Cuandixia- 500 year old Ming Dynasty village

Cuandixia was an unexpected surprise. At the doorstep of Beijing, this 500 year old village harking back to the Ming Dynasty is still ‘alive and well’ and still holds many descendents of the Han family that founded this village. A perfect weekend away would involve 2 nights stay at Cuandixia, sipping beers while playing cards … Continue reading

A walk through a traditional Chinese hutong

This is a walk through one of the few preserved hutongs on China. Hutongs are small alleyways but are also taken to refer to the traditional architecture of old China.                       I would describe hutongs as ‘quaint’. Cooling in summer but freezing in winter. And … Continue reading

The killing fields of Cambodia- short video

This a rough video of my visit to the Choeung Ek killing fields. 17 Rotary World Peace Fellows, as part of their 3 month fellowship with the Peace Centre at Chulalongkorn University, visited Cambodia this August 2011 to learn more about the post-conflict reconstruction work taking place there. As part of our field trip, we … Continue reading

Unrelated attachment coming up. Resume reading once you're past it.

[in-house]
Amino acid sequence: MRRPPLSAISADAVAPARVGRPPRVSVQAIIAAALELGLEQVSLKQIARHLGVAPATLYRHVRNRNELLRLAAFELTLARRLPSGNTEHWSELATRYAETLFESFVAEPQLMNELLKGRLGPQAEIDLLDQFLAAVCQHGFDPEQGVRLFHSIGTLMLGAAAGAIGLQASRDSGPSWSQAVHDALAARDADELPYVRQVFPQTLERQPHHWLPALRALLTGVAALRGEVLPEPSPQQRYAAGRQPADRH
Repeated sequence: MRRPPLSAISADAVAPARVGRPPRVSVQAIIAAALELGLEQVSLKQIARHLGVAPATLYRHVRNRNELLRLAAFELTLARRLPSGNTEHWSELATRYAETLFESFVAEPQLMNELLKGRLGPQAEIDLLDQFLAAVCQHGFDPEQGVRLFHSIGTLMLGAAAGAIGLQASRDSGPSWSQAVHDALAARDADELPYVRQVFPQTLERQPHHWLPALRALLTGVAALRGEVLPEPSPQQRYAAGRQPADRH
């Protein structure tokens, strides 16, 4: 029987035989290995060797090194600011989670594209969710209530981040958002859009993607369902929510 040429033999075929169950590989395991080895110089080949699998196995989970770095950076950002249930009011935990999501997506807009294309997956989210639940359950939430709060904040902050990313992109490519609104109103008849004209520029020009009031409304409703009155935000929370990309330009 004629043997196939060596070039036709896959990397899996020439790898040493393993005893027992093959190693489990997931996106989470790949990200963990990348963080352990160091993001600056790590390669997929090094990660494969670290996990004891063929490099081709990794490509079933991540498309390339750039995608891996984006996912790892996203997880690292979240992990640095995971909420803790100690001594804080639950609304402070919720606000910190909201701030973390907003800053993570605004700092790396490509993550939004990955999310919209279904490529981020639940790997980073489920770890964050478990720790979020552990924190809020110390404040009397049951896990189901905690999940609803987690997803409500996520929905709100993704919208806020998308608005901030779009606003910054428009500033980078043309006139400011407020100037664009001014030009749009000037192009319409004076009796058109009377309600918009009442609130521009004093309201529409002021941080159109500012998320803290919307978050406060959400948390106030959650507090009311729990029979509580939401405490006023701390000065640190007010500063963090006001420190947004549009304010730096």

Tuol Sleng S-21 Torture camp, Cambodia

7 August 2011 I visited the killing fields of Cheoung Ek, just outside Phnom Penh. It was sobering to see the shelves of skulls and learn how the excavation of more bodies have ceased as there were insufficient number of genocidal monuments to house the bones of those killed during the Khmer Rouge‘s regime during … Continue reading

Photo-journal of Mae Ai, North Thailand

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My first week in Beijing

After getting over feeling extremely daunted in a completely foreign land and unable to communicate with people, Beijing has slowly grown on me. Our introduction to Chinese bureaucracy is still ongoing- we sent 7 boxes via freight to China (the day before we left) and they are still held up in customs after 1.5 months. … Continue reading

The Kiwi Identity:From ‘Meat and three vegs’ to Rotis and Thai green curry

For much of the last century, New Zealand has identified itself more with ‘Western’ powers such as Britain and Australia. However, within the last ten years, the influx of Asian migrants has occurred faster than developments in New Zealand’s government domestic and foreign policy, still caught in the British/Maori biculturalism debate. While New Zealanders come … Continue reading